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  • Writer's pictureJohn McDermott

How We Made Resegva

For the end of year it’s a good time to give thanks to the many people and their organisations that have helped us during the last year.  We can also explain how the Resegva system works and what it can do.

Most importantly has been working with Verfacil who are based in Bodmin, Cornwall.  Particularly the enthusiasm of business owner Rob Cartwright and the skill of Alex Cartwright in undertaking the electronics and firmware development.  Almost all of our work has been done remotely from each other and it has been a productive relationship that kept us on track with very few set backs.

Boat monitoring system open showing circuit board
Resegva opened up

The Resegva circuit board does a lot of jobs, this first design helped us to check that all the sub-systems worked well.  On board we have a power management block that takes in 8-32V dc and converts this to 5V and then 3.3V to power the rest of the circuitry.  Also provided is a lithium cell charger interface that can switch between battery and external power without glitches of the processor operation.  This allows the device to operate from the power supply of a boat taking very little power (typically <20mA) and continue operation for several days from an internal battery if the power fails.

The next function of the board is the microprocessor that monitors external signals, measures battery voltage with precision and interface to digital interfaces such as CANbus, MODbus or NMEA2000.  We chose a microprocessor module from Movex because it also provides a LoRaWAN wireless transmitter.  We can use LoRaWAN within a marina to reduce the need for satellite transmissions when the boat isn’t at sea or cruising.  For the very technical the microprocessor module is based on the STM32 which is low power ARM based system that provides a lot of peripheral support and a comprehensive software development environment.

The last main block of functionality is the interface to the Swarm satellite transmitter module.  Conveniently this is provided in a mini-PCIE card format.  The transmitter can require over one amp of power when transmitting - only for a few seconds at a time - so a local 3.3V supply is provided to ensure it has the reliable power required to transmit and receive signals from the satellites that are hundreds of kilometres overhead and travelling at thousands of kilometres an hour.  The Swarm module also contains a GPS receiver that we use to track and locate the boat.  You’ll notice the two coax leads that lead to the side of the enclosure so that external antennas can be fitted.  For the GPS we have an option for an internal antenna, but using an external antenna means it can be placed for the best possible performance and make use of active antennas for even better precision.  The Swarm module transmits in a VHF band at around 150MHz, this is similar to the marine VHF band.  Instead of a long antenna we can make use of a ‘stubby’ antenna to talk to our satellite system which can either be mounted on a rail or with a small magnetic mount.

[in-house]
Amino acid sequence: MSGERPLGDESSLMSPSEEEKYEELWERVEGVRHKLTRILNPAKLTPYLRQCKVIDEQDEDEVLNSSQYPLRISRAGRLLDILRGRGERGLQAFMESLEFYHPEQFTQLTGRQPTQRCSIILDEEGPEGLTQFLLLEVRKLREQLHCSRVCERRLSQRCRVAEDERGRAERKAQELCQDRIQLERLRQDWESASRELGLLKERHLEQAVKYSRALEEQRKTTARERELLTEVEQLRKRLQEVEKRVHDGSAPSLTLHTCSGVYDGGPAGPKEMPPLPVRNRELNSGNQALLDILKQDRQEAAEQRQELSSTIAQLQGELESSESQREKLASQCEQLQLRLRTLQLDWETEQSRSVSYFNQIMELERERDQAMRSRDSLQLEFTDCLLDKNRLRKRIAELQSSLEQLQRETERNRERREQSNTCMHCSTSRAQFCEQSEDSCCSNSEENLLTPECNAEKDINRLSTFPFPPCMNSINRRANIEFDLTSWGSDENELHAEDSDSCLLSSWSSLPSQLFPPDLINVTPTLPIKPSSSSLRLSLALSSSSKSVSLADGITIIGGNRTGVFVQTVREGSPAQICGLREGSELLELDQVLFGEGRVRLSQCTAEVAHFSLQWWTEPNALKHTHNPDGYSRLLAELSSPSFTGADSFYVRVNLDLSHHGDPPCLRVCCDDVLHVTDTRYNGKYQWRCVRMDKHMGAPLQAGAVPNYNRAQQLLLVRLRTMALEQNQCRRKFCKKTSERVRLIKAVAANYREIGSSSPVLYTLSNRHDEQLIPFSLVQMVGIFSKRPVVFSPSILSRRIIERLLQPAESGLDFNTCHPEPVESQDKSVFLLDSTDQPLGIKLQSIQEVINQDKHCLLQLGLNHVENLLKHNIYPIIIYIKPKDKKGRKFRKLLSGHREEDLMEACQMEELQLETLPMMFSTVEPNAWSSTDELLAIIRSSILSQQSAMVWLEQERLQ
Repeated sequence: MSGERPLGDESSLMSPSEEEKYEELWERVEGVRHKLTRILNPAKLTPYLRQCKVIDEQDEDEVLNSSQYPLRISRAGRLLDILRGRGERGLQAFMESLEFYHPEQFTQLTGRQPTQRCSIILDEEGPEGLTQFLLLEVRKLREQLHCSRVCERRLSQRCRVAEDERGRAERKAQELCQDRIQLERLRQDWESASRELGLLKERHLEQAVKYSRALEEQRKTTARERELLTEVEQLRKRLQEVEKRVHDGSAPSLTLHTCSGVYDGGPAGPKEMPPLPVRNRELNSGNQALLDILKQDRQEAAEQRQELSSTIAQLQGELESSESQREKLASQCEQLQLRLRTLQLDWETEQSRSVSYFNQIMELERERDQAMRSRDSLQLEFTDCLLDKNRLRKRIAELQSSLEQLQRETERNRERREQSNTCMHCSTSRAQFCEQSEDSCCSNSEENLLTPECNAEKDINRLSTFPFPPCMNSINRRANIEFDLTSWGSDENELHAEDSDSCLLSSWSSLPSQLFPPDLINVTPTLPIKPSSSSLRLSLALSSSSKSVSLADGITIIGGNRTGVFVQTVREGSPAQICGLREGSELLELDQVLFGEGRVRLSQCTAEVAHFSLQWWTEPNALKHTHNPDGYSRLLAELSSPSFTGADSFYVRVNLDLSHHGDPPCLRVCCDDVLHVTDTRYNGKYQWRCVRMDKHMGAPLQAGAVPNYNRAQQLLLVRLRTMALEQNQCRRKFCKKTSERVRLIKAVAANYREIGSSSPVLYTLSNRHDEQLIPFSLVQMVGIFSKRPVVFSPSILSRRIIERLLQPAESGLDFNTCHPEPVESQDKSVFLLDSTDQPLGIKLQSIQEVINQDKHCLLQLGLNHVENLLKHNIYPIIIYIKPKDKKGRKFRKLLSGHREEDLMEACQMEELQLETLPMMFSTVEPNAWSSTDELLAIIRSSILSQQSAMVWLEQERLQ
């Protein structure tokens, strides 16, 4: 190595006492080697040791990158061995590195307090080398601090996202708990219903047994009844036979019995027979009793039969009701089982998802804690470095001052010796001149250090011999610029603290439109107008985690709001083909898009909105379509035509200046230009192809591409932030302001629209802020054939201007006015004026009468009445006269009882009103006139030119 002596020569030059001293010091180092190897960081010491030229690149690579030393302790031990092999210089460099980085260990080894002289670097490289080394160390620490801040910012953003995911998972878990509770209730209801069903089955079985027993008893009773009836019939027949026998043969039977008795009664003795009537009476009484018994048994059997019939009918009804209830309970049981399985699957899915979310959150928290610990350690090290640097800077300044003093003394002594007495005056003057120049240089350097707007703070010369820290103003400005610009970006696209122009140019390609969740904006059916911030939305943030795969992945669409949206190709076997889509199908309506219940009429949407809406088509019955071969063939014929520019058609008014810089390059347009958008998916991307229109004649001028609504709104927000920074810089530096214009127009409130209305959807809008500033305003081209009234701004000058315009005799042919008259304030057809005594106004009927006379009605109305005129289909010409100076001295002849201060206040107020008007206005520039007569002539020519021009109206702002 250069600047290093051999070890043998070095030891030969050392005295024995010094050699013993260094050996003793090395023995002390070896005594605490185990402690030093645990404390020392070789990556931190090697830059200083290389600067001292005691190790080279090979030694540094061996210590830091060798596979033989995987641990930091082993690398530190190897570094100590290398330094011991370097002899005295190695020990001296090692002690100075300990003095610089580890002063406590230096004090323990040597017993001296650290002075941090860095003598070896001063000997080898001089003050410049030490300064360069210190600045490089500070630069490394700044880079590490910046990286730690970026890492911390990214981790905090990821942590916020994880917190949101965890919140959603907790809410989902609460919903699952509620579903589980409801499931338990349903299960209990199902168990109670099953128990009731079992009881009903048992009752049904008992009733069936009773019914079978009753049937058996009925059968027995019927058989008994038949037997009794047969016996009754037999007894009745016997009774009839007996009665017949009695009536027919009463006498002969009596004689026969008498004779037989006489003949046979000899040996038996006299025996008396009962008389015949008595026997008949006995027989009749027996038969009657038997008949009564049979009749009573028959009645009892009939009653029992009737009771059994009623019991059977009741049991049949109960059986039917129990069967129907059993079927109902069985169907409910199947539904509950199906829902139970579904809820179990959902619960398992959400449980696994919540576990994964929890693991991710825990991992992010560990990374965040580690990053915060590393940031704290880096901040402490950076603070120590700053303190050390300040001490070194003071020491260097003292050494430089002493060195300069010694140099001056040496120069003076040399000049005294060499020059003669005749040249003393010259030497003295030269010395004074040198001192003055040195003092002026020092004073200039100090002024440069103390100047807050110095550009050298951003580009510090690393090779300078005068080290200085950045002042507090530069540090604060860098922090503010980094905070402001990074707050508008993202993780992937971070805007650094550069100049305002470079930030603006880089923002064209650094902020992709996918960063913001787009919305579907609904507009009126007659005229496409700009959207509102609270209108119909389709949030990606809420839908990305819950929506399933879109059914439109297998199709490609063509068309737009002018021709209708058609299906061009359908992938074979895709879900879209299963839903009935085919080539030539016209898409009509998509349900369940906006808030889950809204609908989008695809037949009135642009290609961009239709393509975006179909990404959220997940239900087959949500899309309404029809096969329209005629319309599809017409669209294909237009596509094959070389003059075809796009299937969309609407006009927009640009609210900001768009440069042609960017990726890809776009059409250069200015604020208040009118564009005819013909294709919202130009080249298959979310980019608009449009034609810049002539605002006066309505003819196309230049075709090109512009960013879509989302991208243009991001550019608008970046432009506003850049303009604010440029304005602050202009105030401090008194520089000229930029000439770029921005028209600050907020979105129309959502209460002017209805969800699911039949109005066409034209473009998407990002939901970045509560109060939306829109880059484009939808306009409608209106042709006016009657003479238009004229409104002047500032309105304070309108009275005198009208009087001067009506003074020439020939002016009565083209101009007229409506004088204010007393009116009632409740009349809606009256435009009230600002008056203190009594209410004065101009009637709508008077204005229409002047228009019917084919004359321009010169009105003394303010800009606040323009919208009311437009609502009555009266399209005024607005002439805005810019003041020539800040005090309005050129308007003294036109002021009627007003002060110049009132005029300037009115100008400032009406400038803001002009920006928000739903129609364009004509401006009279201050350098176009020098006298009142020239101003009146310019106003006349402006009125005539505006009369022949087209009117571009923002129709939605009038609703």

Our next business partner to give thanks to our Mouse Design who worked closely with us to design a custom enclosure to our requirements.  This was also a great phase of the project.  Instead of using a cheap industrial box that although functional was not very elegant and would look out of a place on a boat.

Key design features of our enclosure are the waterproof seal that ensures the electronics are protected.  The base of the enclosure is screwed to the lid first, this allows the unit to be completely prepared before going aboard the boat.  We have provided an intermediate connector block so that this can be wired as required and  protected within the lid.  The connection to boat signals are completed via a NMEA2000 connector and a wire gland.  The whole unit is then mounted to a suitable panel on board the boat using four bolt positions that are well protected at the corners of the enclosure.  Overall we’re very pleased with the outcome of the design project and looking forward to installing more on boats.

There is more software in the system as we need to decode the data and present it to users.  Our data is first sent to the Swarm satellite system (or via the LoRaWAN network) and we need to collect it next.  For our trial deployment we worked with the Datacake IoT platform which was great for the attractive user interface to display data in a variety of formats.  Datacake also made it easy to integrate to Swarm and LoRaWAN Things Network as we needed to write a small piece of software to decode the raw data. We are able to provide dashboards to trial users with individual private logins to view on a PC or mobile device. Datacake provide a free trial account or a very reasonable monthly fee per device and we’re happy to recommend their platform.

Data display of map with boat location and voltage graphs
Resegva Data Dashboard

Also helpful during the last year has been our membership of British Marine.  We’ve attended the Southampton International Boat Show, Crick Inland boat show and Boatlife at the Birmingham NEC meeting boat owners and marine businesses to discuss what we are doing.  Also a great attendance was METSTRADE in Amsterdam - more about that later.

Heidi Frith of SPC Marine Marketing has been helpful more than can be said, and is well recommended to any other business that is wanting to grow. Other helpful organisations that we want to mention and thank are the Plymouth Marine Laboratory, Aqueduct Marina and Marine Energy Systems in Plymouth.  And our good friends at ESA BIC and STFC at Harswell and Daresbury without whom our project would not have got this far so quickly.

That's the update for this week, more later! Please do get in touch if you want to know more about the Resegva system.

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